Ever since hearing about the beau’s trip to SE Asia last week, I have been craving ethnic foods like no-bodies business. “Erin, what do you want for dinner tonight?” “Asian, Thai, Chinese, sushi, Indian!” With an Asian flare in mind, I decided to play around a bit with curry brines for this here pickled kohlrabi recipe. I liked the idea of adding a coconut flavor, but nixed that idea as I wasn’t sure a) how the coconut flavor would come across, and b) because I wasn’t convinced of the safety of canning coconut or coconut sweeten milk. Instead (with the input from several foodie friends), I opted for this sweetish curry maple kohlrabi recipe. The amount of maple syrup that you add is completely up to you. I initially added only 3tbsp for 3 pints of pickles, but after tasting my brine decided to double the amount for a stronger maple punch. Eat these pickles straight from the jar, as an appetizer to any Asian meal, or sliced atop your favorite Chinese chicken salad. Kohlrabi courtesy of Heron Pond Farm located in South Hampton, NH.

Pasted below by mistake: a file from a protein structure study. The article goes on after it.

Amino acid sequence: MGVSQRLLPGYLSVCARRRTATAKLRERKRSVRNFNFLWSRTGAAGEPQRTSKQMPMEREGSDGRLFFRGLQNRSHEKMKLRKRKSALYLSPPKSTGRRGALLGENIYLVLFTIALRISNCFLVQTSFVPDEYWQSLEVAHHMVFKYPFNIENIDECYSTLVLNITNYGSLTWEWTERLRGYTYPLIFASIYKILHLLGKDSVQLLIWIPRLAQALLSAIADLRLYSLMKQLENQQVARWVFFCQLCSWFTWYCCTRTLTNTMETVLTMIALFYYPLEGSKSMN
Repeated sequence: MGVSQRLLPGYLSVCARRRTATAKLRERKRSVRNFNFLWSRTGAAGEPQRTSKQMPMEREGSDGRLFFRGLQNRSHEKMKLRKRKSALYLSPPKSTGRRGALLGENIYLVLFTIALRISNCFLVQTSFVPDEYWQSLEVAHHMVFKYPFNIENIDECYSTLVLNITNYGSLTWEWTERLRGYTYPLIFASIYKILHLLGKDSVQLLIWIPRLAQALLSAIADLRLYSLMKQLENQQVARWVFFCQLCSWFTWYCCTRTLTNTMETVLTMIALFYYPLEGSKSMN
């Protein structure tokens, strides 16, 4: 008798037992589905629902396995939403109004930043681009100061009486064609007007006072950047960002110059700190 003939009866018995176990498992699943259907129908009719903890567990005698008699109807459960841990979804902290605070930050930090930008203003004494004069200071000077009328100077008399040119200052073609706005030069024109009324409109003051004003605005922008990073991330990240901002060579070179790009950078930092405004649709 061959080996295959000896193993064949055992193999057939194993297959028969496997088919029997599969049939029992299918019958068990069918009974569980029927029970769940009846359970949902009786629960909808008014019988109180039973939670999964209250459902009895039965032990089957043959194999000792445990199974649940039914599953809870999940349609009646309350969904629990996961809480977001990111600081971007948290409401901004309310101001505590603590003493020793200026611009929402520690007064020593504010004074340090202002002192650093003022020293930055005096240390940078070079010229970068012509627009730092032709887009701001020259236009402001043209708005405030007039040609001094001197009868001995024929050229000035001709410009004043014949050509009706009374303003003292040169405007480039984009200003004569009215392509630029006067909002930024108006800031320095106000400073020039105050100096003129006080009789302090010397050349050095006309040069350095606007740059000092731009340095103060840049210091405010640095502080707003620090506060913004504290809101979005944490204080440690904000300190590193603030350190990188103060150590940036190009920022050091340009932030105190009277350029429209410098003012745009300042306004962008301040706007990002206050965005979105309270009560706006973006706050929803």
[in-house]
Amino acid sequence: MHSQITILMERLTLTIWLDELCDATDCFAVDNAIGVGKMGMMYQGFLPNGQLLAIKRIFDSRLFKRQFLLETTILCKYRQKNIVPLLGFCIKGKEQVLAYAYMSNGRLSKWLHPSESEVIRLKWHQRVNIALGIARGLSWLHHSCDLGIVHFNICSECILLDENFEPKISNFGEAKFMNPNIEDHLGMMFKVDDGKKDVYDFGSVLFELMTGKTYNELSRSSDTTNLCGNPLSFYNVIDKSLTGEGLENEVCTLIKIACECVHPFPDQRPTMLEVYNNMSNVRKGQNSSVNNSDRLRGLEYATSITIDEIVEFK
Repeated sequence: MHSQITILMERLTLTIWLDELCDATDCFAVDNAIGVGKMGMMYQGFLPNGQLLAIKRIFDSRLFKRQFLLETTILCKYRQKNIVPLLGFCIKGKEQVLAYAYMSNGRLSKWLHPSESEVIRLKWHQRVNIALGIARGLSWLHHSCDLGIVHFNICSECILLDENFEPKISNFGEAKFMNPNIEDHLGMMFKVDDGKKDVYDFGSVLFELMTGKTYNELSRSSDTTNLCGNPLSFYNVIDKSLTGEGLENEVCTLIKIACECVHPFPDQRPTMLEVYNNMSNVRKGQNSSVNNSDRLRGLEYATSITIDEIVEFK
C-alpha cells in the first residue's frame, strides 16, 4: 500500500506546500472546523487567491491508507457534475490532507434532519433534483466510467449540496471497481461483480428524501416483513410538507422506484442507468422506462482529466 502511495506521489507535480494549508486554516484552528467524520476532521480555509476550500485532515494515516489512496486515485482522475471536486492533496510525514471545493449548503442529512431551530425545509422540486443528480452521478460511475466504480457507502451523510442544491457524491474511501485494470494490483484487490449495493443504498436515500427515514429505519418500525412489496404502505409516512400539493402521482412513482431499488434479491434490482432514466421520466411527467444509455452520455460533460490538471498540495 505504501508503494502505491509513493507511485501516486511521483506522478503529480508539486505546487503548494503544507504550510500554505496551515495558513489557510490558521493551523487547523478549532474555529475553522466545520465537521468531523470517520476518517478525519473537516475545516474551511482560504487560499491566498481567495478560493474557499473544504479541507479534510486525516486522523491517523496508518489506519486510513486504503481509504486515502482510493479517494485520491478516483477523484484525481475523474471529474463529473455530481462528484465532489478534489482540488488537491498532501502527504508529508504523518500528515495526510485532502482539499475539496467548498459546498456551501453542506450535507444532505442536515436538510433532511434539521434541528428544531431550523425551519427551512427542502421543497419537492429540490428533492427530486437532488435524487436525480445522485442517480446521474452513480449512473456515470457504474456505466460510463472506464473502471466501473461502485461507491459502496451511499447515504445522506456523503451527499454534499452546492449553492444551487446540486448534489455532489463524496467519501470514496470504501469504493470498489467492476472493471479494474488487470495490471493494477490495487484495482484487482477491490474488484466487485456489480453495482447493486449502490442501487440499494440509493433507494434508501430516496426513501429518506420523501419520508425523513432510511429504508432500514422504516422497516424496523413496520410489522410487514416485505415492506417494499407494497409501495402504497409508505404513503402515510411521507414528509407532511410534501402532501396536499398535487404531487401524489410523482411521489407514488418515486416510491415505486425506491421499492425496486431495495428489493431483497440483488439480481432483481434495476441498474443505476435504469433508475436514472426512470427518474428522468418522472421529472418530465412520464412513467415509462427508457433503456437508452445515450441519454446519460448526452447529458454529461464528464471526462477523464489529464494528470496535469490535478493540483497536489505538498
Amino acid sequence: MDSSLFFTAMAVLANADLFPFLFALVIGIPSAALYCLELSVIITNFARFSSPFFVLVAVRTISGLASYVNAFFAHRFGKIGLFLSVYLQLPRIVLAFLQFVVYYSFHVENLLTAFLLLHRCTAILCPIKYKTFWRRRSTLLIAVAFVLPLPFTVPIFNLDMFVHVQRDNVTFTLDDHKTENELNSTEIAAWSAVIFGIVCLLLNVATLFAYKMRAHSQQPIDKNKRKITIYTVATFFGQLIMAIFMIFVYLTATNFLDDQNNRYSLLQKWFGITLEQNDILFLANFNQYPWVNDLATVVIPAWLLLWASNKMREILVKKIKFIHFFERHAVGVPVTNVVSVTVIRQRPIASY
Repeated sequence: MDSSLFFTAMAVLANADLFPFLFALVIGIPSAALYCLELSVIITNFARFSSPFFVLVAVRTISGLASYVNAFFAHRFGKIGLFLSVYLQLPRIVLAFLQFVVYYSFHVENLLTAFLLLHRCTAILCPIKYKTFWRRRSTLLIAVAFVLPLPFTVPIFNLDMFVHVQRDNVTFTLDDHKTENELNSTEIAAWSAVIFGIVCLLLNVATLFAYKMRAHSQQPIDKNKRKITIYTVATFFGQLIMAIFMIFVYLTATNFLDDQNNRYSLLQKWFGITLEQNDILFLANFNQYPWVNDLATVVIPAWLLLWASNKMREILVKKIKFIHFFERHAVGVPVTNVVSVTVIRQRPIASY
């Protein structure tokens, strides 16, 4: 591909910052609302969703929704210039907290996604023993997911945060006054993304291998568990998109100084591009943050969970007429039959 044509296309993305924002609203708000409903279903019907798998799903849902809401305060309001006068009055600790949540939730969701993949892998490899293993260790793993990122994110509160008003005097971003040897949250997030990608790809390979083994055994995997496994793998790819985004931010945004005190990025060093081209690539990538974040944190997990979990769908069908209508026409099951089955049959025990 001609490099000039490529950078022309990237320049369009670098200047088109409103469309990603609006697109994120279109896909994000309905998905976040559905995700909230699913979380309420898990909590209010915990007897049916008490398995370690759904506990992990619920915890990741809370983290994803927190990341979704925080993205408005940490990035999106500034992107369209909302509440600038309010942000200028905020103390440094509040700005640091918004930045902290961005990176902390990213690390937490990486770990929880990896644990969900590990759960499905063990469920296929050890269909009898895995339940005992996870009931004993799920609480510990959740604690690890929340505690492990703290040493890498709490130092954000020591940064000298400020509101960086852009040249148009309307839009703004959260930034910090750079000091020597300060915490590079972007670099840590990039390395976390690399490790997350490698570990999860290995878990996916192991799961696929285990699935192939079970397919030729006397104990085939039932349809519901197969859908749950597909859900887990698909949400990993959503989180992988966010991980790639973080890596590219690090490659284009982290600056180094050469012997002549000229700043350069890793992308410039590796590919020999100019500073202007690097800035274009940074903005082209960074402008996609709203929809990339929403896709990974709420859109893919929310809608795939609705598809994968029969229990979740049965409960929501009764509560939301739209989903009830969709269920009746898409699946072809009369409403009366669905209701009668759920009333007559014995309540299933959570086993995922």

- 2 bunches (6 heads) of kohlrabi
- 6-8 Tbsp maple syrup
- 2 tsp whole peppercorns3 tsp curry powder
- 1-1/2 Tbsp pickling salt
- 1-1/2 cup apple cider vinegar
- 1-1/2 cup water
- Wash, peal, and cut kohlrabi into either spears or slices.
- In a medium-sized, non-ionized pot, combine water, vinegar, maple syrup, salt, and peppercorns. Bring to just a boil. Remove from heat.
- Add 1 tsp of curry powder to each clean, warm pint jar. Pack sliced kohlrabi into each jar leaving approximately 1/2 inch headspace.
- Pour brine (including peppercorns) over kohlrabi leaving 1/4 inch headspace. Remove air bubbles.
- Wipe rims, apply lids and rings (finger tight), and process jars in a hot water bath for 20 minutes.
- Remove jars from canner and let cool on a folded towel for 12-24 hours. Check seals, remove rings, and store in a cool dry place for at least 3 weeks before consuming.
- Shelf life up to 1 year.